LONDON (Reuters) - British companies expect barely any growth over the next three months, in their gloomiest outlook since February last year, as the cost-of-living squeeze reduces households' disposable income, the Confederation of British Industry said on Wednesday.
The CBI said the expectations element of its surveys of manufacturers, retailers and other services industries fell to +1%, indicating a 1 percentage point difference between the proportion of firms expecting growth rather than contraction.
"It's worrying that expectations for private-sector activity have worsened, but unsurprising given that headwinds continue to intensify," CBI economist Alpesh Paleja said.
A majority of consumer services companies expect sales to fall over the next three months as households rein in unnecessary spending, while manufacturers see growth and retailers and business services firms think output will be flat.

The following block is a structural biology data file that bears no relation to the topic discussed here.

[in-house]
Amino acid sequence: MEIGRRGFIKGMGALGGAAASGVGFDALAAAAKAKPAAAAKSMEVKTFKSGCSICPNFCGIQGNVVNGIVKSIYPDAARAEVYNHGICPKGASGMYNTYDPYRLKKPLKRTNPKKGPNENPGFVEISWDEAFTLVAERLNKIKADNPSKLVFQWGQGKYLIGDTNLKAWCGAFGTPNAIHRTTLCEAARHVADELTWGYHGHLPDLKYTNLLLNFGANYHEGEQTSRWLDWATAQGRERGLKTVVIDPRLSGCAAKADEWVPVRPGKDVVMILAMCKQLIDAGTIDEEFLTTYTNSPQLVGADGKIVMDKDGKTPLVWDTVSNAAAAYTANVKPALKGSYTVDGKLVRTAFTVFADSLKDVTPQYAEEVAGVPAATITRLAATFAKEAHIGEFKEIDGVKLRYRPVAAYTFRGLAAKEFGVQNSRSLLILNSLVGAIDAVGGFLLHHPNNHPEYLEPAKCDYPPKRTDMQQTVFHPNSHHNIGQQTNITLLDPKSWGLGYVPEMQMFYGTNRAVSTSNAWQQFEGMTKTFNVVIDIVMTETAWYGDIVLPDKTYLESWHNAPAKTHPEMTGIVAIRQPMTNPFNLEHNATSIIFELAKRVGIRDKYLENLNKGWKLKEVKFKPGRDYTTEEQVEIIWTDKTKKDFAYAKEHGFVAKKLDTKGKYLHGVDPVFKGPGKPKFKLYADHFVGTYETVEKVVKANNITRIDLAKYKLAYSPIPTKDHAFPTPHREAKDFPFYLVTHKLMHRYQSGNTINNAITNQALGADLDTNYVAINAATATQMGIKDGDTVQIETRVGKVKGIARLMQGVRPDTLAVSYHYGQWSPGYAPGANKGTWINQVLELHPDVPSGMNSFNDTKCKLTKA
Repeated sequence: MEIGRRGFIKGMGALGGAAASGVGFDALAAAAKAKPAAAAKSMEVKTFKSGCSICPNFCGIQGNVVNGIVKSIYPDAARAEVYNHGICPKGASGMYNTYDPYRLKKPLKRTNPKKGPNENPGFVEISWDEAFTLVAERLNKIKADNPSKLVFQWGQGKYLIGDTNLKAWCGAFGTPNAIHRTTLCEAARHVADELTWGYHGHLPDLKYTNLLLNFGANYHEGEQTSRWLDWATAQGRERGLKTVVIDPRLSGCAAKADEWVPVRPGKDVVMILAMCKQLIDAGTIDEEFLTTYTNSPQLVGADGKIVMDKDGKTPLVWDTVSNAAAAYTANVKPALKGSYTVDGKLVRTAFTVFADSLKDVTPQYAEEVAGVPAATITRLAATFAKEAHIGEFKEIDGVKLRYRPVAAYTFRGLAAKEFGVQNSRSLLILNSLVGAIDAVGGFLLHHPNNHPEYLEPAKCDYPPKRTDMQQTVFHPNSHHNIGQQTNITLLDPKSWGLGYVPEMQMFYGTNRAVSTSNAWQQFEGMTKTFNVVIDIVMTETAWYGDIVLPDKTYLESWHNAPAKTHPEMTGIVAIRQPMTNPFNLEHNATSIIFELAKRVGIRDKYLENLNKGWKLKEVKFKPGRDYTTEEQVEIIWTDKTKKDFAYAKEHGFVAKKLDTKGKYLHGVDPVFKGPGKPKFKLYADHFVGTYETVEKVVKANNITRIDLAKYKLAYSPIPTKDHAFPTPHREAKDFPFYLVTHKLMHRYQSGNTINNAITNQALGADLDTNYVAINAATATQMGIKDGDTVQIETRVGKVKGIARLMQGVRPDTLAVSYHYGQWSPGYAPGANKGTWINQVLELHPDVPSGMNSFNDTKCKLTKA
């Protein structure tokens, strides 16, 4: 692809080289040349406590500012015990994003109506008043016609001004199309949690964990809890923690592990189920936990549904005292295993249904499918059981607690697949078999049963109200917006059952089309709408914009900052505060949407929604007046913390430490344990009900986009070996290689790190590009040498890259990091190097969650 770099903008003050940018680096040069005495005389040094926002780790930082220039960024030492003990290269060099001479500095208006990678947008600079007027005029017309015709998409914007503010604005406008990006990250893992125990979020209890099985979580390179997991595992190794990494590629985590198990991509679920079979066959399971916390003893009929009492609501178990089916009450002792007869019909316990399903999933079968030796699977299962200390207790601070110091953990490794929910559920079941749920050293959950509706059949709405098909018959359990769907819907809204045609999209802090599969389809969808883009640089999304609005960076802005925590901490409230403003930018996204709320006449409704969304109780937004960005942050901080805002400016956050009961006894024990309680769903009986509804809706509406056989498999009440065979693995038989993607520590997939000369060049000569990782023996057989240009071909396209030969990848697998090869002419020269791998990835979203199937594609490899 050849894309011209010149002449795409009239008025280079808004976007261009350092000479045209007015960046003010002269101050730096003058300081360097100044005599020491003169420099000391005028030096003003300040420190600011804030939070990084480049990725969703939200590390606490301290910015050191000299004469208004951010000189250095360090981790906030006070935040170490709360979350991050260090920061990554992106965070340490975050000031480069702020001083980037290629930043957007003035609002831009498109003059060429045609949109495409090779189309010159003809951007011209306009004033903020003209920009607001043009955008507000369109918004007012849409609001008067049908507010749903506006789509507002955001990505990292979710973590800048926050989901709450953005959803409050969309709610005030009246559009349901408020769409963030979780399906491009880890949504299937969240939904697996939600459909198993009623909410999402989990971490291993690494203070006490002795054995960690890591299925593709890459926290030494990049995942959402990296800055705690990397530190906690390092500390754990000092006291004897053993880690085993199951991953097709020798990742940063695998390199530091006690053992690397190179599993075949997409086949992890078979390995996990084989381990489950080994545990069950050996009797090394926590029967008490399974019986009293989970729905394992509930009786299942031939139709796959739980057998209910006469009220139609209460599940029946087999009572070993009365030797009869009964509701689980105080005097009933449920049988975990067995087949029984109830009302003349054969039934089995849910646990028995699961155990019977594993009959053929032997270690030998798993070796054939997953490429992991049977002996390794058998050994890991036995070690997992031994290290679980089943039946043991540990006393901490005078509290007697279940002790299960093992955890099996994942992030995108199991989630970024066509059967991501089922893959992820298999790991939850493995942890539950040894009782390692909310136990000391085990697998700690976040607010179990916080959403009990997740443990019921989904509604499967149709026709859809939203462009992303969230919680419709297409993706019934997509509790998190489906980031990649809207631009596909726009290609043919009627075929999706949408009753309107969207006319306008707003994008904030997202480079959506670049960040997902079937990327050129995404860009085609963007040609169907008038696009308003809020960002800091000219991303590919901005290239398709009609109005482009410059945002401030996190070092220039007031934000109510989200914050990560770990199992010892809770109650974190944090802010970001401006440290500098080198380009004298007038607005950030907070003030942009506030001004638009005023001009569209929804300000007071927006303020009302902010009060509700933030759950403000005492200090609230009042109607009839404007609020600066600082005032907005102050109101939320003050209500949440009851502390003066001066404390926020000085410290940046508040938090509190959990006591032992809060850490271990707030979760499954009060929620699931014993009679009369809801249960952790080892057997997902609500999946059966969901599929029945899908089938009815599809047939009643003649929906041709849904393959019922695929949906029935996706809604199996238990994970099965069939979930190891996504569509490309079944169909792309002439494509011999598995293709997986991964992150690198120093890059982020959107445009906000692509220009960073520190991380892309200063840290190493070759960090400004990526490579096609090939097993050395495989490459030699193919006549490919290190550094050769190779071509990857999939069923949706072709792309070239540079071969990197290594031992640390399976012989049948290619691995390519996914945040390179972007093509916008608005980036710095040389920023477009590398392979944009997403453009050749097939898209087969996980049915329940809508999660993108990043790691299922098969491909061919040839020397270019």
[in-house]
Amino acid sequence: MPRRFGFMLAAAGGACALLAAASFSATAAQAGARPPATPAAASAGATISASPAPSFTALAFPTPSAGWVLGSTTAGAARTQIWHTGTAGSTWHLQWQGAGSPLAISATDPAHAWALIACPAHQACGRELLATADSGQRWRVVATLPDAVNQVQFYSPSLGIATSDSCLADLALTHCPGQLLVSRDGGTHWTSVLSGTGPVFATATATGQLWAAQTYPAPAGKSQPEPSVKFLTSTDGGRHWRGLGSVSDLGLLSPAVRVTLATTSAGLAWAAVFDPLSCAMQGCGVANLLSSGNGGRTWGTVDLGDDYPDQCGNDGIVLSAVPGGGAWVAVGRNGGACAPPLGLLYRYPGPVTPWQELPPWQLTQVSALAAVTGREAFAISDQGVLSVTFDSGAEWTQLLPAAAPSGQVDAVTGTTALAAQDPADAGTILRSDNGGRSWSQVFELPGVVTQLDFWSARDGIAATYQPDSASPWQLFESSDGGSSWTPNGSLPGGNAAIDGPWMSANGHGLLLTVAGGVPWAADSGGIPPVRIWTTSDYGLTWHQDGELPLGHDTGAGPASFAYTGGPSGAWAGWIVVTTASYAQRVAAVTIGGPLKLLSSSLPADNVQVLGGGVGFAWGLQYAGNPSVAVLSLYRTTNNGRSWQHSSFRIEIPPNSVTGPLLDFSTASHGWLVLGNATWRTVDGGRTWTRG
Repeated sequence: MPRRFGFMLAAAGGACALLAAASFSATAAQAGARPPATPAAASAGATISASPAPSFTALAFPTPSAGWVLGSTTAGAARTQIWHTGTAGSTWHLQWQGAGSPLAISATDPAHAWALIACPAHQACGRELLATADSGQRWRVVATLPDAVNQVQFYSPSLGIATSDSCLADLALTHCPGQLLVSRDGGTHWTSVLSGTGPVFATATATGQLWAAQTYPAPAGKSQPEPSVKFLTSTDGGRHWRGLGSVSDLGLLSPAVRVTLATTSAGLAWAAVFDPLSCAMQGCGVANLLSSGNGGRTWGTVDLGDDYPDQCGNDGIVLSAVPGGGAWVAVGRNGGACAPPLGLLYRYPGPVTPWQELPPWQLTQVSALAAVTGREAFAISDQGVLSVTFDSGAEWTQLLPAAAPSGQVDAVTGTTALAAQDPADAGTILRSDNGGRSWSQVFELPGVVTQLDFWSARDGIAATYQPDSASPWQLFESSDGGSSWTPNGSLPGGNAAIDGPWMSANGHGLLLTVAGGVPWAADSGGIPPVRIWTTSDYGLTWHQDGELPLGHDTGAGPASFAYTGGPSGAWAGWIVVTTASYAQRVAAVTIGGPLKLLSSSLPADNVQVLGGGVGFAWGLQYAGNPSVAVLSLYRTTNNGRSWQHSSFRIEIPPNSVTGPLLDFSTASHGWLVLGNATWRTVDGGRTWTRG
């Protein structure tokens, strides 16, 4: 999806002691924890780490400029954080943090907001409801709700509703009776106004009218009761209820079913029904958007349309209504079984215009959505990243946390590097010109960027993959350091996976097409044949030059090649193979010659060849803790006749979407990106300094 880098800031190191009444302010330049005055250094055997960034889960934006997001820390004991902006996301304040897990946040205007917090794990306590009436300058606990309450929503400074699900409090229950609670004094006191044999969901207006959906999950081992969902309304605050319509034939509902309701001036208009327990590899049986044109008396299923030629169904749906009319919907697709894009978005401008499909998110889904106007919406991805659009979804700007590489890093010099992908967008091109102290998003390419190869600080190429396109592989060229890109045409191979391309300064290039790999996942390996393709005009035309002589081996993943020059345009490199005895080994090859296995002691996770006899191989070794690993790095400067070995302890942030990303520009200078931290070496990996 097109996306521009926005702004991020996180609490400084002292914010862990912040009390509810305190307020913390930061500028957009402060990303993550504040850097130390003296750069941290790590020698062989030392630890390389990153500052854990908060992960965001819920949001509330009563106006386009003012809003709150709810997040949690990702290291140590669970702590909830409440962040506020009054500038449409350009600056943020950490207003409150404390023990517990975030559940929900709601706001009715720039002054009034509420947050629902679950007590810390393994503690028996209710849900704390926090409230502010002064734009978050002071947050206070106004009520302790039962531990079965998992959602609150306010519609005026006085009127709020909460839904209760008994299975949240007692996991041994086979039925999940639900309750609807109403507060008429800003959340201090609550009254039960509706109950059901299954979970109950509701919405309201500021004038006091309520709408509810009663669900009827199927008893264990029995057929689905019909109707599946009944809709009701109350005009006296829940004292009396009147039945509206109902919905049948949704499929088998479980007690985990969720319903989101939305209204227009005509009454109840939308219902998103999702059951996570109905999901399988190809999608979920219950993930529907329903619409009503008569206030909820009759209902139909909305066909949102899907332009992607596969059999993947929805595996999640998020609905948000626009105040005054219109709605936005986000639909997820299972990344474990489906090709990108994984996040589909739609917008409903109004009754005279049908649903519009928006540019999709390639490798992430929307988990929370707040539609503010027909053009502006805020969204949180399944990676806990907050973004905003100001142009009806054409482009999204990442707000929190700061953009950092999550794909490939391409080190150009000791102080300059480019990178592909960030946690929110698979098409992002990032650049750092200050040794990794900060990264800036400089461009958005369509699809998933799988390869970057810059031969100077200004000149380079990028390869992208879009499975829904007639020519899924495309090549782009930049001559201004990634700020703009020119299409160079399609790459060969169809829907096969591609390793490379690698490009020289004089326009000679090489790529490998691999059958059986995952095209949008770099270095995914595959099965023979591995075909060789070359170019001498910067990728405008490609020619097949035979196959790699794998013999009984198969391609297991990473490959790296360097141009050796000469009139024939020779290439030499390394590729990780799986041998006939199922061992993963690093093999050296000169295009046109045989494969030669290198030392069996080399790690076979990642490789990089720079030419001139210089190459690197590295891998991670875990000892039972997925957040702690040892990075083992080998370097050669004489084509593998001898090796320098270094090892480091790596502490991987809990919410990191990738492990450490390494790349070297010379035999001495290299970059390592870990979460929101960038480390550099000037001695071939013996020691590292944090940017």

Some economists have warned British economic output might contract over the three months to June, due to headwinds from an extra public holiday to mark Queen Elizabeth's Diamond Jubilee as well as reduced COVID testing and broader headwinds.
Last month the BoE warned the economy would come close to recession by the end of the year, when inflation is set to reach double digits.
Britain's government last week announced a further 15 billion pounds of cost-of-living support to households, on top of 22 billion pounds announced earlier in the year.
The CBI said businesses wanted help too.
"Amid a worsening economic outlook, the government must work with business on a genuine plan for increasing business investment and get growth going again, particularly as costs continue to soar," Paleja said.
The CBI data was based on a survey of 549 firms between April 26 and May 13.
(Reporting by David Milliken, editing by Andy Bruce)